I mean, MY name isn’t Jessie Pavelka, but I kind of wish it was. Jessie is a muscled Adonis of a physical trainer, a kind of David Beckham where a few small but crucial lines of genetic code haven’t gone wrong.
The concept of “extreme weight loss” is initially, a bit disappointing. For example, I could instigate some pretty extreme weight loss using a chainsaw, but no-one seems to have picked up on the idea. Instead, the participants are tasked to shed – by means of Healthy Eating, Fitness Pantaloons and Physical Jerks – the bodyweight equivalent of a medium sized jockey in just 12 months.
This is one hell of a task. Each person needs to lose weight or they may die. Perhaps this bald fact is what gives the show a genuine and oddly life-affirming gravitas.
There are strong and upsetting similarities between each of the obese people whose lifestyles are killing them. The researchers have done a superb job: these are real people, with families, loves and fears and each episode I’ve seen I’ve warmed to them hugely (no pun intended).
It helps that Jessie is an absolute sweetheart: never rude, dismissive or self-important. Or unattractive. Of course we don’t know just how involved he is once the cameras finish rolling, but I choose to believe he’s up every morning at 6am, lovingly mixing unhusked brown porridge plus soya-lettuce shake for them all.
Today’s biggest loser is Bev, a 50-year-old, 27-stone mum of three. Bev is a delight: clever, funny and deeply human, though despite her recent appearance on ‘I’ll Give You Something To Cry About’ on Sky Ladies and Shoes (ok, fine, this isn’t a real programme. But I’m pitching it to Sky in the morning, they’ll love it) she’s failed to cure her near-perpetual weeping.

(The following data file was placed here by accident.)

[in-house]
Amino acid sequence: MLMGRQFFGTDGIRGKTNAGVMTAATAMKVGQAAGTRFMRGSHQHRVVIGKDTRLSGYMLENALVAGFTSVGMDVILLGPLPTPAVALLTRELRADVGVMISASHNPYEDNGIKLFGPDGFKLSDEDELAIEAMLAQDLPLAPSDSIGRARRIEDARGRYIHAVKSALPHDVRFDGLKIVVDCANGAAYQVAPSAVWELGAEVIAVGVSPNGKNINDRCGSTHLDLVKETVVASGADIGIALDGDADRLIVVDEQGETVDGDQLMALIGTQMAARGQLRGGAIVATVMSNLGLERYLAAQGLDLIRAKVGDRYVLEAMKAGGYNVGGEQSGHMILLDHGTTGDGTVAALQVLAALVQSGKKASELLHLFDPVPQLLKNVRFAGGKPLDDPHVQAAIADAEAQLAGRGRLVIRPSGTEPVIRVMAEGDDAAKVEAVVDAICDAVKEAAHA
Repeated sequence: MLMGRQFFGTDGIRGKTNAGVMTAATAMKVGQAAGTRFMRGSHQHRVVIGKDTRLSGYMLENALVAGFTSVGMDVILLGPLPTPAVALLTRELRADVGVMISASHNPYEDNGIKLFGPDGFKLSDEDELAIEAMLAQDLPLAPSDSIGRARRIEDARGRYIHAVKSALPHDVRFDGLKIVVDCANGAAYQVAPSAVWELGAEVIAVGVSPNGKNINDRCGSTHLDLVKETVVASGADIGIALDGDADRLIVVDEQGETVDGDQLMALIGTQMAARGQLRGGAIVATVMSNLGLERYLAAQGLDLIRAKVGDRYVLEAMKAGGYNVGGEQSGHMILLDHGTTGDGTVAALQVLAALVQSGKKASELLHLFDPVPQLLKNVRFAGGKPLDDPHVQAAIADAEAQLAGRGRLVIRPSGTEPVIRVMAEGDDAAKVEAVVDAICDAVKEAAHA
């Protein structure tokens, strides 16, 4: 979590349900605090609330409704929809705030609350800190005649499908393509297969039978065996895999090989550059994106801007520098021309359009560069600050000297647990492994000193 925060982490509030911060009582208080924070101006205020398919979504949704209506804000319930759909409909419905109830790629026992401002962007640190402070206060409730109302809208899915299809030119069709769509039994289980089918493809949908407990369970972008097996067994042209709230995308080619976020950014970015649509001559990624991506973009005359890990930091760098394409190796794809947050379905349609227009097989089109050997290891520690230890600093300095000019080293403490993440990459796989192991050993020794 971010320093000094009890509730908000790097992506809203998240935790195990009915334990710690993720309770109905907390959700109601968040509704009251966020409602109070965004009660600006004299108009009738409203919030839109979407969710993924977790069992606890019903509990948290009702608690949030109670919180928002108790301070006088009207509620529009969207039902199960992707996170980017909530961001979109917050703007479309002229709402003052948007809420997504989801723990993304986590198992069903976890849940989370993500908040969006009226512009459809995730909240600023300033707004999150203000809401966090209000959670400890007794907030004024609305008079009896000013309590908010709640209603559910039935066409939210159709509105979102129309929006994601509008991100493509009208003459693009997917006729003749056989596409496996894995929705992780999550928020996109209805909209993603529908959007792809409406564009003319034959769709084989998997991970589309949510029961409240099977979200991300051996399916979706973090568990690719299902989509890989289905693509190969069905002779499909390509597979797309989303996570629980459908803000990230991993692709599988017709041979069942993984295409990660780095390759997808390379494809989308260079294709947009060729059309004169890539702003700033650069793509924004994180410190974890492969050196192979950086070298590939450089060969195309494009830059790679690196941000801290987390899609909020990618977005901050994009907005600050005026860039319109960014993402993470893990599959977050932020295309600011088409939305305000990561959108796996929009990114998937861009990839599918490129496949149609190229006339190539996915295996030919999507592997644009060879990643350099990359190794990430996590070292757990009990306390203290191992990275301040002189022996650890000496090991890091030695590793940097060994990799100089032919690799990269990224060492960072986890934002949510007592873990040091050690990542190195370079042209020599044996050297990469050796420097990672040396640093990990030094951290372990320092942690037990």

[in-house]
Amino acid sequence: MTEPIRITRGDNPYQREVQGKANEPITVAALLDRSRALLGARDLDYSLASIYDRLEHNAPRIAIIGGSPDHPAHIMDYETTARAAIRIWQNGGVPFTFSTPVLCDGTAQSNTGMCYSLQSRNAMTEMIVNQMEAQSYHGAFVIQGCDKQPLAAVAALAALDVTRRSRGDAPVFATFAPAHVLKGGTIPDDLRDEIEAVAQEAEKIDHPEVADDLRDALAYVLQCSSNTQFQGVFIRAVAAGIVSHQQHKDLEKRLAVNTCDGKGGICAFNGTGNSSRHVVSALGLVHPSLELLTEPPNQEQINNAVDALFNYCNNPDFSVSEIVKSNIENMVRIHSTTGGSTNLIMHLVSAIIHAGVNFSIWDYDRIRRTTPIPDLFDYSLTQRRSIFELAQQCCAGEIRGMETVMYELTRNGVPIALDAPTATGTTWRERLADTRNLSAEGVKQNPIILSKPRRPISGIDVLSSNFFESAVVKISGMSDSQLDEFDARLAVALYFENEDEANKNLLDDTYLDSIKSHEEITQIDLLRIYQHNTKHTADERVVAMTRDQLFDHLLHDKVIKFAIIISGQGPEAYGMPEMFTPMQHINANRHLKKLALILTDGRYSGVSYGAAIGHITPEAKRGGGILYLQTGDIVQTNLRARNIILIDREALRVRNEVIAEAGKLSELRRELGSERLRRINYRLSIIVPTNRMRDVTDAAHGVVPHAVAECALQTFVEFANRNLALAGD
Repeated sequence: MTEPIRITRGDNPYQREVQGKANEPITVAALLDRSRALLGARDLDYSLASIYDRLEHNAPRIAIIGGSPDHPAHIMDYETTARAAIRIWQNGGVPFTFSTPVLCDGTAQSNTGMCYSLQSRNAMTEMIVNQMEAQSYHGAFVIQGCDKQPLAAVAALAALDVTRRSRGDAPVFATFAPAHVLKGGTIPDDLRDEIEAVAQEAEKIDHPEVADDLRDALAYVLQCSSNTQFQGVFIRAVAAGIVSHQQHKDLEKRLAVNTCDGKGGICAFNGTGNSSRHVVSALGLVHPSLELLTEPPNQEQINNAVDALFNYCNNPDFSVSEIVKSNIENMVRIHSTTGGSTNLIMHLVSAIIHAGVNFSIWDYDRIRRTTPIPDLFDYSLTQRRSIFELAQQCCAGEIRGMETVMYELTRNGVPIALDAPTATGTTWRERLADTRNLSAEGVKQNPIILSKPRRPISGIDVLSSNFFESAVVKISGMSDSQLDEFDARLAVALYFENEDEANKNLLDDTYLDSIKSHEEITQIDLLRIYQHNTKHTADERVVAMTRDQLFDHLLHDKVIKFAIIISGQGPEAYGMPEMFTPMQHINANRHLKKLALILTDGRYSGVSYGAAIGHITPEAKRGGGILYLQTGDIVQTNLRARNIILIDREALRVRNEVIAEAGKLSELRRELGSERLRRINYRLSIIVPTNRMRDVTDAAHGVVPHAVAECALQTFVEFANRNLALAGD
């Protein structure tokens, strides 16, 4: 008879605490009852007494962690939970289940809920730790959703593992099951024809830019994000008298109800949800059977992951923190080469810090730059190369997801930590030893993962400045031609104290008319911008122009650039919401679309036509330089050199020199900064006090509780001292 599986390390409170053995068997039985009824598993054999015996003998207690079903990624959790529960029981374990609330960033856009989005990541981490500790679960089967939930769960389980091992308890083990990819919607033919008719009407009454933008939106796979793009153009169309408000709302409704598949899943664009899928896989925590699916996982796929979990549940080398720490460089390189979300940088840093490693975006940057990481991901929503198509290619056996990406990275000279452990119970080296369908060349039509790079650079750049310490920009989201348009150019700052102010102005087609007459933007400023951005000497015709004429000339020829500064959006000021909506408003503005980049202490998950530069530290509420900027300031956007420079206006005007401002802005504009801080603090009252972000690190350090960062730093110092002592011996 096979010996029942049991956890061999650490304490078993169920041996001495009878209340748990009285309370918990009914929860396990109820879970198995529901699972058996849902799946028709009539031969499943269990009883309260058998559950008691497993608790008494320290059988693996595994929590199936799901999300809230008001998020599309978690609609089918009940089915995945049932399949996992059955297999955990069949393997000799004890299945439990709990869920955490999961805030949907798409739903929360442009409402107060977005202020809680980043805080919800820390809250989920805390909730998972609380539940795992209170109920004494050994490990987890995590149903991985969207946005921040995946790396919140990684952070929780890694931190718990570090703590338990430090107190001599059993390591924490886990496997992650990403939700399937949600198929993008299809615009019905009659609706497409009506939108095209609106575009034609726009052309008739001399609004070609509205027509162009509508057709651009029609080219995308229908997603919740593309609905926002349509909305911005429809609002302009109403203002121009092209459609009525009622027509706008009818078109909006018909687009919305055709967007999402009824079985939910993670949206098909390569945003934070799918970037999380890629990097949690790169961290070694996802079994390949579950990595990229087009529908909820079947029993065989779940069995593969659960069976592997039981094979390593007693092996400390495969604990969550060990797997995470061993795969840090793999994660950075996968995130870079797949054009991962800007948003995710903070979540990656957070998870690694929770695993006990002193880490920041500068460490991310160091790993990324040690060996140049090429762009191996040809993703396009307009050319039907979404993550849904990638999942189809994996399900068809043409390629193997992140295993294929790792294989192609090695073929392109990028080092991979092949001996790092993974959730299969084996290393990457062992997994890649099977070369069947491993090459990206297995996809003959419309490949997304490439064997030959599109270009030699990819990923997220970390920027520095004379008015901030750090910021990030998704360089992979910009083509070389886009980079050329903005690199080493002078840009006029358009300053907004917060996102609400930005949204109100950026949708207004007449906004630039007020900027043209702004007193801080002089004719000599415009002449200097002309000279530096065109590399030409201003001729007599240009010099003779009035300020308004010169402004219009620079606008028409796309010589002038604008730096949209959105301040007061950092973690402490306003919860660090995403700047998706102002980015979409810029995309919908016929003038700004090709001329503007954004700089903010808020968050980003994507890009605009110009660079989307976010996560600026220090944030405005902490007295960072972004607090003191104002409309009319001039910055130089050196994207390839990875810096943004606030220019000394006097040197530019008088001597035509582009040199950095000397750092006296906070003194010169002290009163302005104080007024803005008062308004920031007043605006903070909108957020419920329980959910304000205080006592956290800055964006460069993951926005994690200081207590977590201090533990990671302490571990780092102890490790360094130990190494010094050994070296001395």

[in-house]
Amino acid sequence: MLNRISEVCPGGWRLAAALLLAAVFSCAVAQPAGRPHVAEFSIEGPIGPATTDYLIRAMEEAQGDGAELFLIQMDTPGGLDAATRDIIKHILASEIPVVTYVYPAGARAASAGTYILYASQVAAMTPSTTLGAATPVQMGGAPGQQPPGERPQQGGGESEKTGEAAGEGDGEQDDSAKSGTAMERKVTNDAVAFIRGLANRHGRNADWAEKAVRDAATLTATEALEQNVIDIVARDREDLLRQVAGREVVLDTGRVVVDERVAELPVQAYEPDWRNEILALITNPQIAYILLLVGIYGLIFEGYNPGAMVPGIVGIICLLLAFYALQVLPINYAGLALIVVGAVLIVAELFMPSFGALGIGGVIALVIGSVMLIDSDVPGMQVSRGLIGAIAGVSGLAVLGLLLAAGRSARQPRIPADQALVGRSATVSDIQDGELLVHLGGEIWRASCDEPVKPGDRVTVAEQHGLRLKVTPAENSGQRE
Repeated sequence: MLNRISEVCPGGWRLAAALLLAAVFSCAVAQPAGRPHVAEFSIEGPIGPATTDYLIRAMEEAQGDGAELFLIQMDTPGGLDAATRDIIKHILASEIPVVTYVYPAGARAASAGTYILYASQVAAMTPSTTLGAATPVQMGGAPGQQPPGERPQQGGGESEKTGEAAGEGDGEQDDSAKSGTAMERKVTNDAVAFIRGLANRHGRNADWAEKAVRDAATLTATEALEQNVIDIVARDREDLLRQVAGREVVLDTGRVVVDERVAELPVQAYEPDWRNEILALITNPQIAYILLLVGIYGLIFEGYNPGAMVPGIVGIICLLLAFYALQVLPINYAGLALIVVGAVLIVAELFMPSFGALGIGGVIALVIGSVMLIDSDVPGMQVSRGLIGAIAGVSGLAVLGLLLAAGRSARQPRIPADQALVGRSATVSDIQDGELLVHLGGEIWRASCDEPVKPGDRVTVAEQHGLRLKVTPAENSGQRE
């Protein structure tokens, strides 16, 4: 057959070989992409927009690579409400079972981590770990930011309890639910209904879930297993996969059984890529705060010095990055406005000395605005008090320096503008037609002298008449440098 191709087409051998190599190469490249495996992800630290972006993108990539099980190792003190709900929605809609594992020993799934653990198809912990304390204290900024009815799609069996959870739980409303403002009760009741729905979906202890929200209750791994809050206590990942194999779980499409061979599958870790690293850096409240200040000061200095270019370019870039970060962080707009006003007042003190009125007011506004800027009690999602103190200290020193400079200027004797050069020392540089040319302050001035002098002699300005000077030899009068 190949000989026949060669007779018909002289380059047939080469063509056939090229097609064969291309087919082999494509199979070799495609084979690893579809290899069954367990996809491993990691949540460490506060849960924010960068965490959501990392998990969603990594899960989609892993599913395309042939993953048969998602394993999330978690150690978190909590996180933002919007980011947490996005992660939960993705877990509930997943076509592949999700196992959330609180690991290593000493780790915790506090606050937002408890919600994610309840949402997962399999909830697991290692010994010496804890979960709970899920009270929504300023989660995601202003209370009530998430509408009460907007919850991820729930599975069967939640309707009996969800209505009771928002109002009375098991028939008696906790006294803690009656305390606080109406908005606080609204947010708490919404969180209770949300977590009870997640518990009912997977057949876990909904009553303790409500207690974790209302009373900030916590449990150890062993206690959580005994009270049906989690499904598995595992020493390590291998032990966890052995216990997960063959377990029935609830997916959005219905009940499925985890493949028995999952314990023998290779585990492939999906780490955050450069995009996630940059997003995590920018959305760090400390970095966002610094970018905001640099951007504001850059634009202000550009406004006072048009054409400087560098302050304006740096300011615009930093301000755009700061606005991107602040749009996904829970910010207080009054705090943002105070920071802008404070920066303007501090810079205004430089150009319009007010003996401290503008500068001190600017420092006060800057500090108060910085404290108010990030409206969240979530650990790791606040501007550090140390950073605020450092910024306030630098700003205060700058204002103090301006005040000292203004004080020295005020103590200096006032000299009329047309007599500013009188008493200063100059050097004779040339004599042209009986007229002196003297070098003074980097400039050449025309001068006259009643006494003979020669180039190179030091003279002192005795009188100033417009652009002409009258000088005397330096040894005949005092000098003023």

This is the norm for the series, and while I can attempt weak jokes about it, there is such pathos to these scenes that I’m more likely to ‘get something in my eye’ than I am to scoff (um, sorry: another bad choice of words there).
A staple of each episode is the naked shower scene, designed to bring across the ‘before’ element in the most shocking way. Vast pants and clouds of talcum powder abound. It must be hellish for them to film but it’s not nearly as exploitative as it sounds: it’s upsetting, vulnerable and its visceral impact really makes you care about their well-being.
But it’s not all doom and gloom. This show is all about results, and large people can lose weight at a rate that would stagger the BMI-25s among us. Jessie’s regime invariably knocks over a stone a month off bingo wings and backfat for the first few months.
However, after a while things slow down (that’s metabolisms for you) and as sure as eggs are a cholesterol time bomb, the misery returns. This is Jessie’s cue to bound back on the scene like a sexy, oiled fairy godmother (okay, even my fantasies are getting a bit confused now).
His ‘boot camp’ is as much a psychological evaluation as an excuse to find new physical tortures for the contestants. One guy gets to pull a plane. A plane! Though to be fair they did discover that another chap had the physiology to be an elite sportsman. Or possibly two elite sportsmen (sorry).
For each contestant, Jessie sets a target of a 10 stone loss; none of them quite make it, but the results are staggering nevertheless. These are almost literally new people, with new hopes and futures and the sheer joy of all around them percolates through the screen.
OAYTSML shouldn’t work as well as it does, but it gets brownie points (sorry) as, despite the obvious opportunity, it actively avoids becoming a freak show, is free of attention-seeking mentalists and almost single-handedly reminds you how much the genre can give rather than take, take, take.
Obese: A Year To Save My Life is on Sky 1, Sundays at 8pm.